The Americans With Disabilities Act Turned 30!

On July 26th, we celebrated the historic 30th anniversary of the Americans With Disabilities Act (ADA) of 1990. The ADA was the world’s first comprehensive civil rights law for people with disabilities, putting into place protections against discrimination for people with disabilities in all areas of public life, including schools, jobs, and transportation.

The Disability Inclusion Fund stands on the shoulders of those who have fought (and won!) to bring us closer to equal rights and opportunities for people with disabilities. Today’s disability justice movement builds on these wins, and continues to build power through intersectional organizing that reflects the complex, lived realities of people with disabilities.

Disability Inclusion Fund: Grants Opportunity

We’re excited to share the Disability Inclusion Fund is accepting applications from organizations working for disability inclusion, rights, and justice through September 16, 2020!

Get the Details:

To Apply:

The Disability Inclusion Fund is committed to making all application materials available in multiple forms to be accessible to all.

  • Please review the RFP and FAQs to determine your organization’s eligibility
  • You may access the application by creating an account or logging on to our Salesforce portal.
  • Other accessible application formats include: Google Forms, large print, video interview, or phone interview. To obtain and complete an application in alternative formats, please email us at
The Disability Inclusion Fund prioritizes funding organizations that meet the following criteria: 

  • Organizations that are disability-led with priority towards Black, Indigenous People of Color (BIPOC), queer and gender non-conforming, and women disability-led organizations. We define disability-led as organizations whose organizational leadership, including advisory committees/governing boards, is made up of majority persons with a disability.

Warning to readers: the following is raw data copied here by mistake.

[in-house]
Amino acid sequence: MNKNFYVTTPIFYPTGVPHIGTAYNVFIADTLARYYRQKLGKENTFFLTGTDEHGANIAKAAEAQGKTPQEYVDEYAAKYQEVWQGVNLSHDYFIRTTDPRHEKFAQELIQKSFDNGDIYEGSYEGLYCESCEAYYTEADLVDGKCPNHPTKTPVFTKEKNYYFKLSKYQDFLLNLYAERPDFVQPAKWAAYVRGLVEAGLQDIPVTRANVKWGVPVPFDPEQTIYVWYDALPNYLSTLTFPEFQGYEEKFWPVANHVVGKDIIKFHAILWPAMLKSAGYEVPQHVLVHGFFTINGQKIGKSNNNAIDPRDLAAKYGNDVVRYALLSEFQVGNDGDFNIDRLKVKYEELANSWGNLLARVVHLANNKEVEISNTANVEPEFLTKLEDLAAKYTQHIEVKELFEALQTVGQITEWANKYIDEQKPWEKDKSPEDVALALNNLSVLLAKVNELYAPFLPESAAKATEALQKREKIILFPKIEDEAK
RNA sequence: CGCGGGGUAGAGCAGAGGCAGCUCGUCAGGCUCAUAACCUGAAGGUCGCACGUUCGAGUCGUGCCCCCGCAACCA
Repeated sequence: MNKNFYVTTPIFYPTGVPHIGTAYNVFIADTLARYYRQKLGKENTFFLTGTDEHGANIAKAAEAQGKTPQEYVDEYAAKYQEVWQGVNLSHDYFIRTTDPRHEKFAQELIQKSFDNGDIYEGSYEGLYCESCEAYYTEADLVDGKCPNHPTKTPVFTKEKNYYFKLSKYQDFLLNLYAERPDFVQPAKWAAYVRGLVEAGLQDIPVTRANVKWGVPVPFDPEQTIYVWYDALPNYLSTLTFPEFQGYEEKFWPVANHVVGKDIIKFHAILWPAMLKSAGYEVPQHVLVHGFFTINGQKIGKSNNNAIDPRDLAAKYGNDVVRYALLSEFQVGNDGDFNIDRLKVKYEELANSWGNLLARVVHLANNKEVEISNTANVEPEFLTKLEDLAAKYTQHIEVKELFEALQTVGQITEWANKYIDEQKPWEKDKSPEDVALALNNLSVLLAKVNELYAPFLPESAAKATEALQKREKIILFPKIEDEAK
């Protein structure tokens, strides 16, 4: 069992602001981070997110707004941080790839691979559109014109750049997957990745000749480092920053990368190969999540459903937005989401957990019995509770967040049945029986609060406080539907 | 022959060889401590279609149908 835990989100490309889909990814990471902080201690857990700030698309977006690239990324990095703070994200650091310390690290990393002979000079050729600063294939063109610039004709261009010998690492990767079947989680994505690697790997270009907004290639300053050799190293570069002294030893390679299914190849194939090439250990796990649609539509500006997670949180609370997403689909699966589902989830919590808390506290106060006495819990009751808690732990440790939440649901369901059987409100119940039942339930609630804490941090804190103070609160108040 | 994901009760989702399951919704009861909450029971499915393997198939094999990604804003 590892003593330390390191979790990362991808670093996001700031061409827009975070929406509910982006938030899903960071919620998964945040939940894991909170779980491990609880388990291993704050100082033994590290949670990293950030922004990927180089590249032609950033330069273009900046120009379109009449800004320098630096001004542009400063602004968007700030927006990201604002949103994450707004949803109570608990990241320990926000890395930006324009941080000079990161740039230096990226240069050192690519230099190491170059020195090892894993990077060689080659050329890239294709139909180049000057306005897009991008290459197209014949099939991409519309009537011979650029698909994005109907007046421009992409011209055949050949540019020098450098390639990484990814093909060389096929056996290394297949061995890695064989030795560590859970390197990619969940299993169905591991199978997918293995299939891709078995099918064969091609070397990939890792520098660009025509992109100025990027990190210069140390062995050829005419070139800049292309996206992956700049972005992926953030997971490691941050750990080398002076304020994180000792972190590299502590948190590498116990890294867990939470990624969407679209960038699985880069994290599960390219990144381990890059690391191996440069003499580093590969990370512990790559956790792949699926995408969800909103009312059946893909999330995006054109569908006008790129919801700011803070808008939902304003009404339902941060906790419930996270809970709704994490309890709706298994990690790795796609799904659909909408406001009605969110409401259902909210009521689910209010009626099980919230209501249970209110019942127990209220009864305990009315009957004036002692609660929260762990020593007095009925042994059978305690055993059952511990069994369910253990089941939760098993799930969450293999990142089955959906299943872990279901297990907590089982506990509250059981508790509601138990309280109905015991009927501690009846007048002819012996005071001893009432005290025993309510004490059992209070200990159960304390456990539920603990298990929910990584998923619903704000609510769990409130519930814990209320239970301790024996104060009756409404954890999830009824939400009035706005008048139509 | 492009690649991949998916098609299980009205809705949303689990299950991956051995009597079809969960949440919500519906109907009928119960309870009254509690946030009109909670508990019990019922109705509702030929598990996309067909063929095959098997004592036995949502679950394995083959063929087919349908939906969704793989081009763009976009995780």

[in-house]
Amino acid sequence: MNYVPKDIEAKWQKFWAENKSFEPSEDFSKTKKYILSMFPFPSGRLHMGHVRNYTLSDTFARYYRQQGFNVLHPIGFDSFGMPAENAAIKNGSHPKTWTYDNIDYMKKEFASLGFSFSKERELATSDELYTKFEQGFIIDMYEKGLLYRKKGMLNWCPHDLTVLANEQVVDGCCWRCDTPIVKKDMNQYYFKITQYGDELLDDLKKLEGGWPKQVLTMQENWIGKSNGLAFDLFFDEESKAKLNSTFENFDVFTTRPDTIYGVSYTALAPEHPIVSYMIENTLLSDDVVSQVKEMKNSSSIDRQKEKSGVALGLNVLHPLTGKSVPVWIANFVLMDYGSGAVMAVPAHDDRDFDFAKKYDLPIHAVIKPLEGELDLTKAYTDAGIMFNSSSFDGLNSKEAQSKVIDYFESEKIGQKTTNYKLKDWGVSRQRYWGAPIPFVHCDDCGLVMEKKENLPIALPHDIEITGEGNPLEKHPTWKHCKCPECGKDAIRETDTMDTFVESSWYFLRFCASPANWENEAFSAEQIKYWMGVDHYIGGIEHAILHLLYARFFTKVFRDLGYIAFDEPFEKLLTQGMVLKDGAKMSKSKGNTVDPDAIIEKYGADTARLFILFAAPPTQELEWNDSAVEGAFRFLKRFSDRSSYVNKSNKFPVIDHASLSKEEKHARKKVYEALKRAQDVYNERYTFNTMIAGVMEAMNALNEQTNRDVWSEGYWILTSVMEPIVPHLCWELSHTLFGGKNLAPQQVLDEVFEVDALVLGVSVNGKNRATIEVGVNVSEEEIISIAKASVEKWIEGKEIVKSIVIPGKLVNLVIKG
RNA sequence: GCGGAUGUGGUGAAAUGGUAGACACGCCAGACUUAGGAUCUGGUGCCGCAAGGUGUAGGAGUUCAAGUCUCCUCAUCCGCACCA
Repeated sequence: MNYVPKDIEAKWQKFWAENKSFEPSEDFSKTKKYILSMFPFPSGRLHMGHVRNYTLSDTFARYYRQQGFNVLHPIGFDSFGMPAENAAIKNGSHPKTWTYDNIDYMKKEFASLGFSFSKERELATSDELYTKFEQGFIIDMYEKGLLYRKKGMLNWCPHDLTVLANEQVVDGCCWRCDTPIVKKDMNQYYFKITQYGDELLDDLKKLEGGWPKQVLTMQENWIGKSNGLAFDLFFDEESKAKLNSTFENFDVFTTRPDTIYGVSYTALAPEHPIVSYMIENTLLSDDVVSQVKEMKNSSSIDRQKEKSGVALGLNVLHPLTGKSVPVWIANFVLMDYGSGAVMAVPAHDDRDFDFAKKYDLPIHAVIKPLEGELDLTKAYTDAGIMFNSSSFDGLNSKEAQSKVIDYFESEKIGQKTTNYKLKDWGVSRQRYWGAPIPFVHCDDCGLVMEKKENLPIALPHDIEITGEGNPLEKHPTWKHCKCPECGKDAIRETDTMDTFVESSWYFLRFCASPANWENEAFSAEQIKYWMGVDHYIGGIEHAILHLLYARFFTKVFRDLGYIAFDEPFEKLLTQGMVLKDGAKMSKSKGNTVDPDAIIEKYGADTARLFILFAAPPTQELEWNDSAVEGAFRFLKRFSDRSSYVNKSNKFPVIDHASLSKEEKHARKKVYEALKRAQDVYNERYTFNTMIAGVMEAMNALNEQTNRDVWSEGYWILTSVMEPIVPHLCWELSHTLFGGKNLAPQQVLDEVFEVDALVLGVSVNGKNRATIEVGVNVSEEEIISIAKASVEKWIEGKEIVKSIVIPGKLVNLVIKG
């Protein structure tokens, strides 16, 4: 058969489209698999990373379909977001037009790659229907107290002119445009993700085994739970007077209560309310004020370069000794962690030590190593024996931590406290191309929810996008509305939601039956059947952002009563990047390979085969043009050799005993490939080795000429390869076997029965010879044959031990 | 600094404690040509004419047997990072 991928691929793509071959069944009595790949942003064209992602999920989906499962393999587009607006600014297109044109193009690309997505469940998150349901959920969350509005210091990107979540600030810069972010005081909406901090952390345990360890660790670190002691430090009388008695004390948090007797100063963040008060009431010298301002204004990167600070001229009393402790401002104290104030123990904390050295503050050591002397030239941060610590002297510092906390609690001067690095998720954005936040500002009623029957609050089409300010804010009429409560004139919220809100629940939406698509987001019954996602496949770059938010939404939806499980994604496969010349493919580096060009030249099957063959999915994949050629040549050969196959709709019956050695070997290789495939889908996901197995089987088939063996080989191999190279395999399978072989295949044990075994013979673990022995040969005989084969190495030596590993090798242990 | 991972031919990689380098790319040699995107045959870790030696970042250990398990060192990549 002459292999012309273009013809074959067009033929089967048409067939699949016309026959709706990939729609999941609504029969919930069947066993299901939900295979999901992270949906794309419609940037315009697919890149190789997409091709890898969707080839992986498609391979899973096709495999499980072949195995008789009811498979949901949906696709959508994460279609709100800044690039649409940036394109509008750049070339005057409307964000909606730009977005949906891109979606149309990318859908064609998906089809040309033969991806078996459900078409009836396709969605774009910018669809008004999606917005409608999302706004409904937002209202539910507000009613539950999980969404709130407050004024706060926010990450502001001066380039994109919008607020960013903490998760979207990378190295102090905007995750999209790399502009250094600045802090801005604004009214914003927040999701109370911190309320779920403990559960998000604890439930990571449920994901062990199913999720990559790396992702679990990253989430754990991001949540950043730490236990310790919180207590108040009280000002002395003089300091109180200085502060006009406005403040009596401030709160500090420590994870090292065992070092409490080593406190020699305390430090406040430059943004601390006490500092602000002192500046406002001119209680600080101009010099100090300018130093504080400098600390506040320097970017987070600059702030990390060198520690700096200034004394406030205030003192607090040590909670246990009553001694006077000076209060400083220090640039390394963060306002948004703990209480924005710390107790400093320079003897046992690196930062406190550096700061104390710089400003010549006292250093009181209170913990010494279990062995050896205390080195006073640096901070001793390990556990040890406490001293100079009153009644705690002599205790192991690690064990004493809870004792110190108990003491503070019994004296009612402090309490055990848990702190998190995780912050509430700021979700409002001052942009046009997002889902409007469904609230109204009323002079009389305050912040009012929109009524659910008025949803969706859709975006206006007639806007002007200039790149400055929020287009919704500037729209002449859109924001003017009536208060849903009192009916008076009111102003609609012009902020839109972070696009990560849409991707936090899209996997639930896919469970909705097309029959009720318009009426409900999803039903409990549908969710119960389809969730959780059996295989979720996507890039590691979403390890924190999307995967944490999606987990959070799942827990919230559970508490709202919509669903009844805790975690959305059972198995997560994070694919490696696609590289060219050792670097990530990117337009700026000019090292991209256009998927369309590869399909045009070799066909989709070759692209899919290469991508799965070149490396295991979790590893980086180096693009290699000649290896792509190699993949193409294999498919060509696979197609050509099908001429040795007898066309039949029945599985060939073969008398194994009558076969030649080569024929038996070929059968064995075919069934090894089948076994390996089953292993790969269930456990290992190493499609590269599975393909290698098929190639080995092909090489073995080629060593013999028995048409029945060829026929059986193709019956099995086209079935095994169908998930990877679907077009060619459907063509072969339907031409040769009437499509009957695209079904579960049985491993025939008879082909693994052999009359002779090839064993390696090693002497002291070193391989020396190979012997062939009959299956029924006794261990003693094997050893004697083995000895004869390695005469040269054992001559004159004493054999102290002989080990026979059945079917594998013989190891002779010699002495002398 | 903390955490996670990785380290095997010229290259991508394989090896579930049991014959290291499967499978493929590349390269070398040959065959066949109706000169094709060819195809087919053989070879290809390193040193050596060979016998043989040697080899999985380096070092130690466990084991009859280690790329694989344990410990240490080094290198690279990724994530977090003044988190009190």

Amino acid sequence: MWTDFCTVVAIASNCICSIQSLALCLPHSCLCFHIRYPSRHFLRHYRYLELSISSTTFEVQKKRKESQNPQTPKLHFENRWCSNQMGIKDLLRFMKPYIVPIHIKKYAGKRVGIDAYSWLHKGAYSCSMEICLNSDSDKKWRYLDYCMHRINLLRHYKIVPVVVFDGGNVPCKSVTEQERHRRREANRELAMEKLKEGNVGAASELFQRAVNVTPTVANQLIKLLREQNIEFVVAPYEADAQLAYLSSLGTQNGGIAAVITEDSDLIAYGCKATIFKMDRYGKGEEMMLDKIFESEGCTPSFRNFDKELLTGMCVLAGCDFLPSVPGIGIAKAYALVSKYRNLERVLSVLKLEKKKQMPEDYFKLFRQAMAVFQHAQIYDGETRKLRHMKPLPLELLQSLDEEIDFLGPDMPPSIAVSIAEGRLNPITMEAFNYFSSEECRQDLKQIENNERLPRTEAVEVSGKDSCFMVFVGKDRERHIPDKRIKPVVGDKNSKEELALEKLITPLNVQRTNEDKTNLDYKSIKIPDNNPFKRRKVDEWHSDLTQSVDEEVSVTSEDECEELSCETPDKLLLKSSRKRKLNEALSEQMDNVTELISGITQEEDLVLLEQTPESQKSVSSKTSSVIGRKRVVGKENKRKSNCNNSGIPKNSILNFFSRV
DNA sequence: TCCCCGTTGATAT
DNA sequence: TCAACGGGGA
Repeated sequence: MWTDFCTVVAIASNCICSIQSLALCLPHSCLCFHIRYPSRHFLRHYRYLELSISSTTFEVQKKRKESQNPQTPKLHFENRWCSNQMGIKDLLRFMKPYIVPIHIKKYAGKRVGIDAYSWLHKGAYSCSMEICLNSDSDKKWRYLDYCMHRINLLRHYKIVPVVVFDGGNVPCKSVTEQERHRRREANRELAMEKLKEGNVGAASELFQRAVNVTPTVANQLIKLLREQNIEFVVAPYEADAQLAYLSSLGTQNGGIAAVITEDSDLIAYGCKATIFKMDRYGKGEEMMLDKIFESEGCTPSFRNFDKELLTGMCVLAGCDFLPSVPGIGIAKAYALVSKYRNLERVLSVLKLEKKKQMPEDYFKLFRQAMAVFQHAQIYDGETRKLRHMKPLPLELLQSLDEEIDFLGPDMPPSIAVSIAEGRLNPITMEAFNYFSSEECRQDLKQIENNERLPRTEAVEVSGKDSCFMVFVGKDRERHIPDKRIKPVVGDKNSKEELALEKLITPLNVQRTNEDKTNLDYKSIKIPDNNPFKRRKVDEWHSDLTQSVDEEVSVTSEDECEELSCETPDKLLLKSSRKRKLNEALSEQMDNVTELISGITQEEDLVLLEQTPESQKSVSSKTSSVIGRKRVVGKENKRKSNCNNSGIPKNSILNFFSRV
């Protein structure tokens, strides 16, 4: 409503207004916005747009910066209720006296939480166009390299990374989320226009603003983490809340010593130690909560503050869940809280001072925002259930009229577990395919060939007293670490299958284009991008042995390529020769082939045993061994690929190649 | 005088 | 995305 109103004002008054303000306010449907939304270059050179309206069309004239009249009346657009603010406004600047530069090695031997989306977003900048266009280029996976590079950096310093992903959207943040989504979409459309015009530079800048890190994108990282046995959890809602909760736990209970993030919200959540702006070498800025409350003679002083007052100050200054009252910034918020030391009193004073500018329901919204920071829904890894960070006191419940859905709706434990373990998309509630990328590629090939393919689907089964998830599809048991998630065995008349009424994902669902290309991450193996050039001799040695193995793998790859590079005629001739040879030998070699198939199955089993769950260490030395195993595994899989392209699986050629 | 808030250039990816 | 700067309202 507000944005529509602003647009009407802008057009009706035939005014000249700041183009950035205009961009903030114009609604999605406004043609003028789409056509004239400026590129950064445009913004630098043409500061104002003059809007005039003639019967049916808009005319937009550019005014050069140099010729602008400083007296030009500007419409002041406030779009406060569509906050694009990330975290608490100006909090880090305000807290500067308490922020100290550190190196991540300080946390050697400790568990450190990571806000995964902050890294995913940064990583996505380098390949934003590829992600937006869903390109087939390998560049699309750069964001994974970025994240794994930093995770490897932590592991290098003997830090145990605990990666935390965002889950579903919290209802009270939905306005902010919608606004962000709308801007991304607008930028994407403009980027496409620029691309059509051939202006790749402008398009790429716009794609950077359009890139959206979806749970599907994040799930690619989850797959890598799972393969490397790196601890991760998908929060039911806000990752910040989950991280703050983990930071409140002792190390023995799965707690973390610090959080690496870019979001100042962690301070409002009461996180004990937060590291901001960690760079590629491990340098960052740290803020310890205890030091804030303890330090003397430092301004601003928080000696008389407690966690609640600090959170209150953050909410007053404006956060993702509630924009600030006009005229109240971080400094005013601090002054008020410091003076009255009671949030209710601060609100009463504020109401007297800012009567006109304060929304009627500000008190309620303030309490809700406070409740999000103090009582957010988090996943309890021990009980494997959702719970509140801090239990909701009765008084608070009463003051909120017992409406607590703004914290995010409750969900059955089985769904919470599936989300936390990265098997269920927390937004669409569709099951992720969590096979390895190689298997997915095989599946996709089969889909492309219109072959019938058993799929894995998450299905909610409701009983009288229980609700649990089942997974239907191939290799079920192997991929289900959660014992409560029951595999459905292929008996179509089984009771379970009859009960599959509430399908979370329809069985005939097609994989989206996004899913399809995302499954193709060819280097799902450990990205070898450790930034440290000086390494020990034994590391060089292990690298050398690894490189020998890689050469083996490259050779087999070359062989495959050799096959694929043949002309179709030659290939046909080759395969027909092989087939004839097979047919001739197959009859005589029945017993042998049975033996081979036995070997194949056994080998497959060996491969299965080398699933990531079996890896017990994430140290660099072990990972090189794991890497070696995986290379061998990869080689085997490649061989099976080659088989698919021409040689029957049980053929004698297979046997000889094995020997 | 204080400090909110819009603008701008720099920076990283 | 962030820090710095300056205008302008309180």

• Work that engages with other social movements and across issues, including racial justice, climate change, immigrant rights, labor rights, and other efforts for a more just world.
  • Work that brings other groups, leaders, movements and communities together to build relationships, coalitions and opportunities for collaboration.
  • Work that celebrates, creates, and uplifts the representation of people with disabilities in the arts, media, education, literature, and popular culture.
  • Work that moves ideas and practices of disability inclusion and disability justice forward. Examples of this work includes community organizing, advocacy and/or policy work.

Once again, please review these FAQs if you have any questions, and consider joining us for an informational webinar on September 1, 2020 (registration & details here).

Nothing For Us Without Us: Participatory Grantmaking

The Disability Inclusion Fund is built on the belief that policies and progress must be informed and led by those affected by injustice. That’s why the Disability Inclusion Fund practices a participatory grantmaking model. Alongside funders, our grantmaking committee is made up of disability justice advocates from the communities DIF supports. Meet the Disability Inclusion Fund Advocates On the Grantmaking Committee.

Angel Love Miles, PhD (above) is an advocate grantmaking committee member. She is joined by Chris Adams, Risa Jaz Rifkind, Seema Bahl, and Michelle Garcia.

The Disability Inclusion Fund is a donor collaborative housed at Borealis Philanthropy. Current donors include the Ford Foundation, the Robert Wood Johnson Foundation, the Andrew W. Mellon Foundation, the California Endowment, the Chicago Community Trust, the Craig H. Neilsen Foundation, the Doris Duke Charitable Foundation, the Heinz Endowments, the John D. and Catherine T. MacArthur Foundation, the Kresge Foundation, the New York Women’s Foundation, NoVo Foundation, Open Society Foundations, the Ruderman Family Foundation, the Weingart Foundation, WITH Foundation, and Anonymous Donors.